When health systems fully grasp the difference between loyalty and satisfaction, they stand to solve a host of seemingly unrelated challenges, from the rise of self-pay to the proliferation of online feedback (via Facebook and Twitter as well as online ratings sites) to the decrease in patient volume. The cultural shift necessary to elicit true loyalty from patients may even help stem clinician burnout: instead of transactional care aimed at scoring high on a single survey, clinicians would be rewarded for treating every patient like a valued, long-term partner.

In short, although the larger context here is one of financial strain and increased competition, the solution may ultimately result in a model of care in which providers feel authentic and effective— and patients feel they have truly received personalized care.


SCP Health - Personalized Care Chart

The Foundations of Patient Loyalty

Why is it important to health systems?

Since 2012, a portion of a health system’s revenue has been tied to its scores on the Hospital Consumer Assessment of Healthcare Providers and Systems Survey (HCAHPS). Value-based Purchasing (VBP) policies have also established financial incentives for excellent performance on satisfaction measures. While such programs have pushed health systems to devote more attention to patient satisfaction, they may have made that focus too narrow. Resetting sights on patient commitment would better serve health systems’ need for financial sustainability and their mission to deliver the highest quality care.

SCP Health - Financial Sustainability.Financial Sustainability

The average American now spends $10,348 per year on healthcare.1 When a health system earns a patient’s loyalty, not just their intermittent satisfaction, it stands to make a significant, compounding difference to its bottom line.

SCP Health - Highest Quality Care.Highest Quality Care

Most important, the engagement and partnership bound up in the notion of loyalty stands to improve that patient’s life. After all, the point of providing the “highest quality care” is long-term patient health— something that can’t be achieved (or measured) with a piecemeal, episodic approach.


Why is it important to consumers?

On the patient side, rising out-of-pocket costs for healthcare have converted them into more careful, and warier, consumers: they’re approaching healthcare services with greater cost consciousness; consulting consumer information sites intended to help them make more informed choices; and paying much closer attention to health system mentions on social media and other informal registers of patient experience.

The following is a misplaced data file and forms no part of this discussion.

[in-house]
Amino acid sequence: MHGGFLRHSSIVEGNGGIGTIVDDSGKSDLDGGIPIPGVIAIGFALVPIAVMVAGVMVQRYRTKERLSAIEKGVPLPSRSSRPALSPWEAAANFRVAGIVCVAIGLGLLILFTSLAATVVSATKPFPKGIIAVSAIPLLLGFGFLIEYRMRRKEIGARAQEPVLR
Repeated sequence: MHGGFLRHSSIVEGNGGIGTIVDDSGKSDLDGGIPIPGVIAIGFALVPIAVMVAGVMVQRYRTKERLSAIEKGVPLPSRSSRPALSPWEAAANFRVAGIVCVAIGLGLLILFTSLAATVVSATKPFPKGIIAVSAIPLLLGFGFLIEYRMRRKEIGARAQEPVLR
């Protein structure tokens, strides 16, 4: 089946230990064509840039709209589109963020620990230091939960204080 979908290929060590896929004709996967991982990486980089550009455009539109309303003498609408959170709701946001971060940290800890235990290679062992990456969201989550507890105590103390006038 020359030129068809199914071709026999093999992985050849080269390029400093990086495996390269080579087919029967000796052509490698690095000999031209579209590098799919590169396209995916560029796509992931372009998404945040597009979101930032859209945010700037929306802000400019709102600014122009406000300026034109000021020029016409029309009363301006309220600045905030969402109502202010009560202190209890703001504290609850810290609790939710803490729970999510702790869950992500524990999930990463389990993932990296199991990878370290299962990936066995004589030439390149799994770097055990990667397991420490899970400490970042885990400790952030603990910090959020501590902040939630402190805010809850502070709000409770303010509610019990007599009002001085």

With access to insurance expanding dramatically over the last decade, insurance companies have shifted more of the costs of care to patients and their families (partly through higher premiums but more significantly through the creation of high-deductible health plans).

Not only is the payment experience something that’s been shown to affect satisfaction, it’s likely to impact loyalty as well. Think about it: What are the two products of a health system visit that tend to persist long after the patient returns home? 1) A health status that’s altered, hopefully for the better—and 2) the bill.

According to healthcare expert Nicholas Webb, health systems are now joining the “89 percent of companies that expect to compete mostly on the basis of customer experience.”

“Ours is quickly becoming an experience economy,” observes Joseph Fifer, President and CEO of the Healthcare Financial Management Association.

The new-to-healthcare concept of the “experience economy” provides a useful framework for thinking about patient commitment. This framework explains consumer choices not as cold, objective calculations but rather as decision-making processes involving emotion, memory, and trust. And while Fifer is referring mainly to patients’ financial experience in a healthcare setting, providers should remember that patients’ experiences affect their trust and their engagement, which in turn impact health outcomes.

How To Get Started

We recommend starting the shift to loyalty in what may seem like an unlikely place: the emergency department (ED).

Why the ED?

Why shouldn’t loyalty-minded health systems start instead with orthopedics, or some other unit where many of the services are elective and most are high-revenue—meaning that matters like reputation, proof of strong outcomes, and brand are already on their radar?

Because the emergency department is considered the “front door of the hospital” for a reason.